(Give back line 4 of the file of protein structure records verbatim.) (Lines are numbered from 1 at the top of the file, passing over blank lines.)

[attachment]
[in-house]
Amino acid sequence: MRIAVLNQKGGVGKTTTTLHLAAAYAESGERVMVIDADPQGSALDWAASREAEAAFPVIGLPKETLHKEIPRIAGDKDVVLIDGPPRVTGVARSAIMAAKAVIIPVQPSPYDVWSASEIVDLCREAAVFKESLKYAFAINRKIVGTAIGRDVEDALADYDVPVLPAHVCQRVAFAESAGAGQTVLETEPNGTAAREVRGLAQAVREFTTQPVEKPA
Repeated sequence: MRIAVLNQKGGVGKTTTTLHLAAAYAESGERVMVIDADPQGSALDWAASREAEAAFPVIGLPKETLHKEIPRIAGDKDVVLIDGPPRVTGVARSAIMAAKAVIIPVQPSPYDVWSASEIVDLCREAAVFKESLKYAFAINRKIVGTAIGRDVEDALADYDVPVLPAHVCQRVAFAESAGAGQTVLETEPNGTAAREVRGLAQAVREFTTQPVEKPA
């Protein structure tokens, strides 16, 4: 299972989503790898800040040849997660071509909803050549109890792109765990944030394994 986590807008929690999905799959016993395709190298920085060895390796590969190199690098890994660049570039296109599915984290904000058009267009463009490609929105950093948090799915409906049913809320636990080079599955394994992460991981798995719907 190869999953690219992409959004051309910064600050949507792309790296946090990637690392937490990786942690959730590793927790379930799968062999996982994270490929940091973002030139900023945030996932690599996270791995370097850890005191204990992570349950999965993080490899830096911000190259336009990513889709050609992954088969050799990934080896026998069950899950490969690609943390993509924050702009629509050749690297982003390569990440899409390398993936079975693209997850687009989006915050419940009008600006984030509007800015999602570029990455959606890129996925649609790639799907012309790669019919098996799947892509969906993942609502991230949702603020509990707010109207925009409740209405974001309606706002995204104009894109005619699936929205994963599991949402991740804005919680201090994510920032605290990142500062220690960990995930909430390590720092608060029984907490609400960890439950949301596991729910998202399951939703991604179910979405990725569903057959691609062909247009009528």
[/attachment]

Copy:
């Protein structure tokens, strides 16, 4: 299972989503790898800040040849997660071509909803050549109890792109765990944030394994 986590807008929690999905799959016993395709190298920085060895390796590969190199690098890994660049570039296109599915984290904000058009267009463009490609929105950093948090799915409906049913809320636990080079599955394994992460991981798995719907 190869999953690219992409959004051309910064600050949507792309790296946090990637690392937490990786942690959730590793927790379930799968062999996982994270490929940091973002030139900023945030996932690599996270791995370097850890005191204990992570349950999965993080490899830096911000190259336009990513889709050609992954088969050799990934080896026998069950899950490969690609943390993509924050702009629509050749690297982003390569990440899409390398993936079975693209997850687009989006915050419940009008600006984030509007800015999602570029990455959606890129996925649609790639799907012309790669019919098996799947892509969906993942609502991230949702603020509990707010109207925009409740209405974001309606706002995204104009894109005619699936929205994963599991949402991740804005919680201090994510920032605290990142500062220690960990995930909430390590720092608060029984907490609400960890439950949301596991729910998202399951939703991604179910979405990725569903057959691609062909247009009528």